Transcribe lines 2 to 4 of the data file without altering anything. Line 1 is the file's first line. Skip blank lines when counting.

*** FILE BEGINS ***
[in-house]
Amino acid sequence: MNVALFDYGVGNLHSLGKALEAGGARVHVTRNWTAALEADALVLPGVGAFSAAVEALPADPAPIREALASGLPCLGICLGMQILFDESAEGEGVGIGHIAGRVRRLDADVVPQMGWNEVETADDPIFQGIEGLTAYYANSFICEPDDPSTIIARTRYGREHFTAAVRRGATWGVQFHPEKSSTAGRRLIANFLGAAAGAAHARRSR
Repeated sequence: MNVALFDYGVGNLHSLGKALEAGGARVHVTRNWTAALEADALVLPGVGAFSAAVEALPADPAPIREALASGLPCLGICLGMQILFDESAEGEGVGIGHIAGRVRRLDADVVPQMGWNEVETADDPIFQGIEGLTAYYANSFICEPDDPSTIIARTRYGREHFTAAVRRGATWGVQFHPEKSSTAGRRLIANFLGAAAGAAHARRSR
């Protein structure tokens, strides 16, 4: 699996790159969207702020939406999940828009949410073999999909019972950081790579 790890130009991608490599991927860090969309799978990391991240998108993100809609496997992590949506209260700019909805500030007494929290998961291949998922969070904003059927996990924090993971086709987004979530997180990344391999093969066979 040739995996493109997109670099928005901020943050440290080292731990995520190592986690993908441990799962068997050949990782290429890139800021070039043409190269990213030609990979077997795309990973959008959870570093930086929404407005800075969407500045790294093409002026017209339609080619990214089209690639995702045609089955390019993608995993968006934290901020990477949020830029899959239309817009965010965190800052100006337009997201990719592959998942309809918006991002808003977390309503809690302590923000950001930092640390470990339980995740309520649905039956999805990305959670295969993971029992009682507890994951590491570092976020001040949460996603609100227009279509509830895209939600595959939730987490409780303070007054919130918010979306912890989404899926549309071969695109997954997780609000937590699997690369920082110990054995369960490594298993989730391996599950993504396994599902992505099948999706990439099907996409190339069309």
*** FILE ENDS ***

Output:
Amino acid sequence: MNVALFDYGVGNLHSLGKALEAGGARVHVTRNWTAALEADALVLPGVGAFSAAVEALPADPAPIREALASGLPCLGICLGMQILFDESAEGEGVGIGHIAGRVRRLDADVVPQMGWNEVETADDPIFQGIEGLTAYYANSFICEPDDPSTIIARTRYGREHFTAAVRRGATWGVQFHPEKSSTAGRRLIANFLGAAAGAAHARRSR
Repeated sequence: MNVALFDYGVGNLHSLGKALEAGGARVHVTRNWTAALEADALVLPGVGAFSAAVEALPADPAPIREALASGLPCLGICLGMQILFDESAEGEGVGIGHIAGRVRRLDADVVPQMGWNEVETADDPIFQGIEGLTAYYANSFICEPDDPSTIIARTRYGREHFTAAVRRGATWGVQFHPEKSSTAGRRLIANFLGAAAGAAHARRSR
């Protein structure tokens, strides 16, 4: 699996790159969207702020939406999940828009949410073999999909019972950081790579 790890130009991608490599991927860090969309799978990391991240998108993100809609496997992590949506209260700019909805500030007494929290998961291949998922969070904003059927996990924090993971086709987004979530997180990344391999093969066979 040739995996493109997109670099928005901020943050440290080292731990995520190592986690993908441990799962068997050949990782290429890139800021070039043409190269990213030609990979077997795309990973959008959870570093930086929404407005800075969407500045790294093409002026017209339609080619990214089209690639995702045609089955390019993608995993968006934290901020990477949020830029899959239309817009965010965190800052100006337009997201990719592959998942309809918006991002808003977390309503809690302590923000950001930092640390470990339980995740309520649905039956999805990305959670295969993971029992009682507890994951590491570092976020001040949460996603609100227009279509509830895209939600595959939730987490409780303070007054919130918010979306912890989404899926549309071969695109997954997780609000937590699997690369920082110990054995369960490594298993989730391996599950993504396994599902992505099948999706990439099907996409190339069309």